The Vancouver Courier, Jan. 24



ImageCBC’s Fifth Estate recently presented an excellent summary of the Harper government’s approach toward basic research in Canada. “Silence of the Labs”  enumerates the many ways Ottawa is conducting a war of attrition on science.

For the past five years, “more than 2000 federal government scientists and researchers have been dismissed. Programs that monitored smokestack emissions, food inspection, oil spills, water quality or climate change, were drastically cut or shut down,” notes the Fifth Estate’s Linden MacIntyre.

The CBC report found some new angles in the Harper government’s five-year long spree of knowledge-trashing. Dr. Pat Sutherland was working on a dig on Baffin Island, uncovering some of the first interactions between the inhabitants of the Old World and New. The archaeologist’s internationally-recognized work was subsidized by the Museum of Civilization in Gatineau, Quebec, but it fell afoul of her employer’s rebranding of Canadian history.

The museum had shifted its emphasis to Canada’s colonial past, sidelining the heritage of the continent’s first inhabitants. Sutherland’s archaeological project, no longer in tune with the new direction, was axed.

The federally-fun museum’s rebranding of history is in line with the welter of bicentennial advertisements from Ottawa that celebrated the War of 1812 – a national campaign that has cost taxpayers 28 million dollars. For the Harperites, Canadian history starts with the Redcoats who marched on the US capitol. It’s revisionism worthy of filmmaker George Lucas: call it The United Empire Royalists Strike Back.

After Dr. Sutherland’s dismissal in 2012, the Museum of Civilization entered into a creative partnership with a new sponsor: The Canadian Association of Petroleum Producers, “the high-profile lobby group that has been influential in reshaping science, now a partner in defining history,” in the words of MacIntyre.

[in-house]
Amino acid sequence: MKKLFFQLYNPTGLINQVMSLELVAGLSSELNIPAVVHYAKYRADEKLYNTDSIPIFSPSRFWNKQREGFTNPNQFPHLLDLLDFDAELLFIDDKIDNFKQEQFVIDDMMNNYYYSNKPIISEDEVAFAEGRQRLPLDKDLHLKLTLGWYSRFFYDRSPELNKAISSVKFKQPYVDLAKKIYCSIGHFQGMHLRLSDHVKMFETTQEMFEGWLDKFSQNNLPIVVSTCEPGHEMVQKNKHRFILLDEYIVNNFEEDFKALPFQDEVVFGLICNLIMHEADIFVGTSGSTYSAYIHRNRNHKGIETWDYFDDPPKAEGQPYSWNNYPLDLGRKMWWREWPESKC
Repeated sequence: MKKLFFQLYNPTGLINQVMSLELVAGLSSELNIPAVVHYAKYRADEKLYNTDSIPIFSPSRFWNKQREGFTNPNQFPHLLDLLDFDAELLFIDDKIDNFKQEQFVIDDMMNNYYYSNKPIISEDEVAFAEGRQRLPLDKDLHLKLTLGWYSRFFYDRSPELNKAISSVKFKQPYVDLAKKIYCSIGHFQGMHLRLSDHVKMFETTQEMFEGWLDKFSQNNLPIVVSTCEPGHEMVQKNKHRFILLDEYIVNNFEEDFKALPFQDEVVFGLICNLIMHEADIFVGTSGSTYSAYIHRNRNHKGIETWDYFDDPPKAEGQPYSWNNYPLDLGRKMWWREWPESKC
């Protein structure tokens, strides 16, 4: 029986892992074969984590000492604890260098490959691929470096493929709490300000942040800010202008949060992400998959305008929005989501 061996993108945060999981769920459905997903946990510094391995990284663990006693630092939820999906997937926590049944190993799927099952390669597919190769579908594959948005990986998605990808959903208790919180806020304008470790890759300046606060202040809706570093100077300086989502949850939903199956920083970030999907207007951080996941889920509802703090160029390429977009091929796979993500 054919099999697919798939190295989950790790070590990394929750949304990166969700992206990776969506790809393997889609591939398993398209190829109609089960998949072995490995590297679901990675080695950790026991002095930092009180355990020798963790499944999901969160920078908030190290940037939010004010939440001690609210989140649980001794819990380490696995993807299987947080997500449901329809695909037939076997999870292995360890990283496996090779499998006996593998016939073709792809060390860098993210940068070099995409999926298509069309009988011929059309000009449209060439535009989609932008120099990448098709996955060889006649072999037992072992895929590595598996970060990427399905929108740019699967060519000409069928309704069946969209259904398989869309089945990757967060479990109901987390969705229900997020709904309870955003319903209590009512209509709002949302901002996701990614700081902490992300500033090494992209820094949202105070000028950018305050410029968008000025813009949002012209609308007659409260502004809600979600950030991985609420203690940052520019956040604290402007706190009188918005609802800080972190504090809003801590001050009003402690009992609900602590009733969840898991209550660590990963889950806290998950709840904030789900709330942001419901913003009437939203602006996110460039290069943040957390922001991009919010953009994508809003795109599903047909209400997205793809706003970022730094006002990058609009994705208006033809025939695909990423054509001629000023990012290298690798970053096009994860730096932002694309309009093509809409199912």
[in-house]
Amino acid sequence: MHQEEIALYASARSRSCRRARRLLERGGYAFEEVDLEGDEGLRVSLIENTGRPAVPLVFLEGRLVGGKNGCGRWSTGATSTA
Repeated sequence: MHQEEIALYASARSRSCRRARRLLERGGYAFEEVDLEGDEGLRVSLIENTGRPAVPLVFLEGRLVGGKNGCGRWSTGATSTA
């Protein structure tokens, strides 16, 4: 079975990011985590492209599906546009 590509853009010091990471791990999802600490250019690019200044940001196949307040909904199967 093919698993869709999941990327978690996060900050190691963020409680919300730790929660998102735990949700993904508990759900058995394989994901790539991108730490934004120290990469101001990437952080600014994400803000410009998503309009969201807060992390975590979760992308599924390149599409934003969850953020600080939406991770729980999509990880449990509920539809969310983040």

As we know from history, the official politicization of academic disciplines comes bundled with the totalitarian impulse. In the early 20th century, Russian Stalinists insisted that science was political by nature, and they rejected entire fields of knowledge as bourgeois pseudo-science. A Marxist agronomist, T.D.Lysenko led the drive to remove geneticists from Russian academia. A leading Russian geneticist, Vavilov, was sentenced to death and perished in prison in 1943. Not just biology was under attack; quantum mechanics and relativity were also condemned as idealist fripperies.

The Stalinists were also masters of erasing the past. Politburo members and apparatchiks who fell out of favour with “Uncle Joe” Stalin had their faces literally airbrushed out of official photographs.

For their part, the German Nazis condemned “Jewish science,” which also included quantum mechanics and relativity theory (Einstein, seeing the writing on the wall, decided to leave Germany in 1932). Party members were parachuted into prime university positions, while the occult-crazed SS leader Heinrich Himmler launched his Ahnenerbe research institute to explore the beginnings of the Aryan race and the outer fringes of reason. Under the blessing of Hitler, the Ahnenerbe dispatched Nazi archeological expeditions in 1936 in search of The Ark of the Covenant and in 1938 to find The Holy Grail (the former theme was explored decades later in the film Raiders of the Lost Ark).

The “1000-year Reich” lasted only 12 years, in large part because the Fuhrer was not a big fan of the reality principle, which came in the form of increasingly unwelcome reports from the German High Command.

Perhaps I have encountered the print version of Godwin’s Law: “As an online discussion grows longer, the probability of a comparison involving Nazis or Hitler approaches 1.” Let’s just say the German leader was a historically unique lunatic who wrecked the brush moustache for everyone. That said, totalitarianism from the left or right respects no borders or eras. One of its defining signs is a contempt for factual information and a mania for reinventing the past. As George Orwell observed in his dystopian novel, 1984, ‘”He who controls the past controls the future. He who controls the present controls the past.”

The Fifth Estate episode didn’t even broach Ottawa’s recent “consolidation” of nine, world class libraries at the Department of Fisheries and Oceans, with the permanent loss of decades’ worth of scientific material. Our corporate-captured government seems determined to not let an idea get in the way of ideology, an observation in the way of an oil pipe, or a fact in the way of fracking.